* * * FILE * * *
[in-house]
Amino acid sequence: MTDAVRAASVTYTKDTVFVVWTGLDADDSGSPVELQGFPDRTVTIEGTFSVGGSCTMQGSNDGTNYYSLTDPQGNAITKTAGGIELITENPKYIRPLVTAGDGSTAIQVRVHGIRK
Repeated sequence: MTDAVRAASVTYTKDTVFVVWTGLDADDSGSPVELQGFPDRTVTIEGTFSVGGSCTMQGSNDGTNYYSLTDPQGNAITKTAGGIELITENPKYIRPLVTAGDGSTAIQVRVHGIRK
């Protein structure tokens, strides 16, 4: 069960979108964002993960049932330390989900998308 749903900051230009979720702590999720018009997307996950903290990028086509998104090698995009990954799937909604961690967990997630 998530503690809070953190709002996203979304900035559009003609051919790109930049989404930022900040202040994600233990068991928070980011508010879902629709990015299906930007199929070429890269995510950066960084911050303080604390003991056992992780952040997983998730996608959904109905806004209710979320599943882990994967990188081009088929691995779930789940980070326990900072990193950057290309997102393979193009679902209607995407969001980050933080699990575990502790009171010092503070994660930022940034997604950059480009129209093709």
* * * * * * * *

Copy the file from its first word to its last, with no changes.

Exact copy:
[in-house]
Amino acid sequence: MTDAVRAASVTYTKDTVFVVWTGLDADDSGSPVELQGFPDRTVTIEGTFSVGGSCTMQGSNDGTNYYSLTDPQGNAITKTAGGIELITENPKYIRPLVTAGDGSTAIQVRVHGIRK
Repeated sequence: MTDAVRAASVTYTKDTVFVVWTGLDADDSGSPVELQGFPDRTVTIEGTFSVGGSCTMQGSNDGTNYYSLTDPQGNAITKTAGGIELITENPKYIRPLVTAGDGSTAIQVRVHGIRK
């Protein structure tokens, strides 16, 4: 069960979108964002993960049932330390989900998308 749903900051230009979720702590999720018009997307996950903290990028086509998104090698995009990954799937909604961690967990997630 998530503690809070953190709002996203979304900035559009003609051919790109930049989404930022900040202040994600233990068991928070980011508010879902629709990015299906930007199929070429890269995510950066960084911050303080604390003991056992992780952040997983998730996608959904109905806004209710979320599943882990994967990188081009088929691995779930789940980070326990900072990193950057290309997102393979193009679902209607995407969001980050933080699990575990502790009171010092503070994660930022940034997604950059480009129209093709």